Inside the new Exceptional Foundation building

EFDAYROOM

The sunny Big Room, facing west, is used for daily after-school programs for members ages 5-21.

The Exceptional Foundation a few weeks ago moved into an expanded facility built ahead of schedule on a strong response to its $4 million capital campaign. The building expansion along with growing participation and construction inconveniences put the Foundation at odds over parking with its neighbor, the Homewood Rec Center, which had also expanded its building the year before.

The Exceptional Foundation is seeking to expand into the adjacent residential area.

The Exceptional Foundation as seen in a January 2014 Google screen shot. The expansion took down two houses, seen at the left.

The Foundation, which also enjoys an exceptional $40,000/year support from its landlord, the city, presented its expansion idea to the Planning Commission in January 2013. At that time, it planned to add a 7,500-square-foot addition with 16 parking spaces and an additional entrance from Oxmoor Road to offer more space for its 470 clients. The agency had already contracted to buy two neighboring houses contingent on rezoning the lots from Neighborhood Preservation District to I-2 Institutional.

The commission voted 6-1 to recommend, which the council ultimately approved–also with one dissent, but without the Oxmoor entrance.

The yellow segment shows the approximate size of the proposed Exceptional Foundation addition. The agency's architect has repeatedly said the expansion would "square up" the recreational activity area.

The yellow segment shows the approximate size of the proposed Exceptional Foundation addition.

Trouble between the Foundation and park board erupted in October 2014, when the Foundation announced plans to begin construction immediately and to build a basement that would double the square footage and temporarily take a dozen parking spaces for excavated dirt and staging. The park board reacted angrily, saying it had been blindsided and calling the expedited schedule “irresponsible.”

The Foundation, meanwhile, has kept a low political profile, moving forward to completion, submitting for park board approval any activity using additional parking, and accepting several denials–including an annual Dance Marathon fundraiser on its behalf that has been rescheduled twice. Foundation leaders say they kept quiet last year when city leaders threatened to slash public transit funding, on which many special needs clients rely.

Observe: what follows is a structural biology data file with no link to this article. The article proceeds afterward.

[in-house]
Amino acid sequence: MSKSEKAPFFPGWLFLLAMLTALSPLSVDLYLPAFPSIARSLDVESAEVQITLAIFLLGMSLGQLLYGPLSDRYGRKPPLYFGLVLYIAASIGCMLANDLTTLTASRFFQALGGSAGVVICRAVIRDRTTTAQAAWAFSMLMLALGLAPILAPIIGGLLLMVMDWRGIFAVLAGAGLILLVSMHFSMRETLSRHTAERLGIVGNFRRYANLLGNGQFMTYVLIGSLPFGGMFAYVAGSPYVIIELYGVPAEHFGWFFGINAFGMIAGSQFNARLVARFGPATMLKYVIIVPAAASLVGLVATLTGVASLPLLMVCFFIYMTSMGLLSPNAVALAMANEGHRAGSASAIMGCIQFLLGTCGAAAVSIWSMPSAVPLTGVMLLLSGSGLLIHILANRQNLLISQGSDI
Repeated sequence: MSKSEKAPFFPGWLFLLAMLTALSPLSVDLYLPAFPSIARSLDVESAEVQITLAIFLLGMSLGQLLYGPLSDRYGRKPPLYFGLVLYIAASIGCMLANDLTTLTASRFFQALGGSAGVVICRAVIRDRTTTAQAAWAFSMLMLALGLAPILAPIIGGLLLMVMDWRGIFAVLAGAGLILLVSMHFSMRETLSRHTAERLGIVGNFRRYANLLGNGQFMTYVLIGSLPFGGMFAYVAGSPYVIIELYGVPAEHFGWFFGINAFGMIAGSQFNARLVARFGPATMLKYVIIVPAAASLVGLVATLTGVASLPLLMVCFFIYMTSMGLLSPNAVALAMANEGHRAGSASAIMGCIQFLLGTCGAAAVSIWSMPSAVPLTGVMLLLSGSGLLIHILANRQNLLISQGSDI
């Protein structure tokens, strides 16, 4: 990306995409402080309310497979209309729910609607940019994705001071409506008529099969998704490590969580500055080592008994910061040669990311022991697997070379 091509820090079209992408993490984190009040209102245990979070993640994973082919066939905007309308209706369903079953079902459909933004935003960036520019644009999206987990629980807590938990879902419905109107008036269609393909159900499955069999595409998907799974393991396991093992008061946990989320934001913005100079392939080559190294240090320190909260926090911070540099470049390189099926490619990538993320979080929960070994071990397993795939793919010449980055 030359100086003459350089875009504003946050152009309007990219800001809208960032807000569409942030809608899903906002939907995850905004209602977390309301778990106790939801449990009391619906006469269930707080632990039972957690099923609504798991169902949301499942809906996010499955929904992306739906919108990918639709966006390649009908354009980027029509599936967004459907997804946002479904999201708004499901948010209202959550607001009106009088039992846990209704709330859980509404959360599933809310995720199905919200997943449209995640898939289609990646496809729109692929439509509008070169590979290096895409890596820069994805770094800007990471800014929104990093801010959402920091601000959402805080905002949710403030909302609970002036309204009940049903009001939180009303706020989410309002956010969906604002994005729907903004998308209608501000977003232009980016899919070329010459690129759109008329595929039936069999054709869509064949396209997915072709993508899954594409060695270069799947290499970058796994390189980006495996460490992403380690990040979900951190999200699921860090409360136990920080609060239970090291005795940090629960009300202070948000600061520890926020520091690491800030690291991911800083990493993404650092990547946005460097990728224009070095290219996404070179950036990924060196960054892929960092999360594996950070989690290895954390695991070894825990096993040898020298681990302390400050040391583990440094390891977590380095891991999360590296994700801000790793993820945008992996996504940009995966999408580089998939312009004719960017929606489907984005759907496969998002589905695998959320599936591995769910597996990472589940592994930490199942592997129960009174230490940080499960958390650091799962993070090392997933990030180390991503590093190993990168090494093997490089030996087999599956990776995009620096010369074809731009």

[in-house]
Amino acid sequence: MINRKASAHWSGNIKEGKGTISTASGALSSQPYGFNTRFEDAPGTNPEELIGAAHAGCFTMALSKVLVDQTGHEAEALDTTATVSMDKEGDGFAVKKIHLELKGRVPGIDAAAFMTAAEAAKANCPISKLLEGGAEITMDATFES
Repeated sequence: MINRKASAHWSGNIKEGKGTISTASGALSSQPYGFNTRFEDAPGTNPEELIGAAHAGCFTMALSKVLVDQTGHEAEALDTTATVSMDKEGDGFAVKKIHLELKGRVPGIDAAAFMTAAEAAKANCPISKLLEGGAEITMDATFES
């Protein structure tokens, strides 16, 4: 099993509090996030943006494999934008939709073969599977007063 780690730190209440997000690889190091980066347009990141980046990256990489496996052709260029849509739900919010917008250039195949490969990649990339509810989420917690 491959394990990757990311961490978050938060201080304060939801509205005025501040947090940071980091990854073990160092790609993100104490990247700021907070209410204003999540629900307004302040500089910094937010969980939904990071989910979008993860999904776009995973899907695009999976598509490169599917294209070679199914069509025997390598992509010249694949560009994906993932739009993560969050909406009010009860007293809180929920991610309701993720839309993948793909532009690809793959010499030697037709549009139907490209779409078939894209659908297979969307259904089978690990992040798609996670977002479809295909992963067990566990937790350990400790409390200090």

Board member Carmine Jordan said she has worked to improve relations with the park board and public. Foundation director Tricia Kirk says the Foundation has been blessed with increased support and in approaching its fundraising goal so quickly. The new basement–which is destined to be a game room–was added at no extra charge by contractor Brasfield Gorie. It increased program area without expanding the building’s footprint.

Here’s an inside look at the facility that shares space and an uneasy peace with the park board and management of the Homewood park and recreation center.

Close neighbors--The turnaround in front of the Exceptional Foundation with the Homewood Rec Center in the background.

Close neighbors–The turnaround in front of the Exceptional Foundation with the Homewood Rec Center in the background.

EFVAN

A patio facing Oxmoor overlooks a lawn and drop-off turnaround. The Foundation operates three shuttles for clients.

EFOFFICE

Foundation director Tricia Kirk and board member Carmine Jordan are in the new office space for staff and checking participants in and out throughout the day.

EFKITCHEN

A brightly colored kitchen for snacks–and also to wash and dry extra clothing.

EFOLDGYM

The surprisingly spacious “old” gym is used daily and for monthly dances and weekend sports.

EFBASEMENT

The basement space, to be called The Cave, will be a game room. The space was added by contractor Brasfield Gorie at no extra charge.

EFLOCKERS

Program participant lockers. The Exceptional Foundation is really the only option in town for special needs individuals after school or after school age (age 21). The agency provides supervised programs, day camps, after-school services and a social and recreation outlet for nearly 500 special needs individuals in the area.

EFWINDOW

A view from the stair landing between two multi-purpose rooms.

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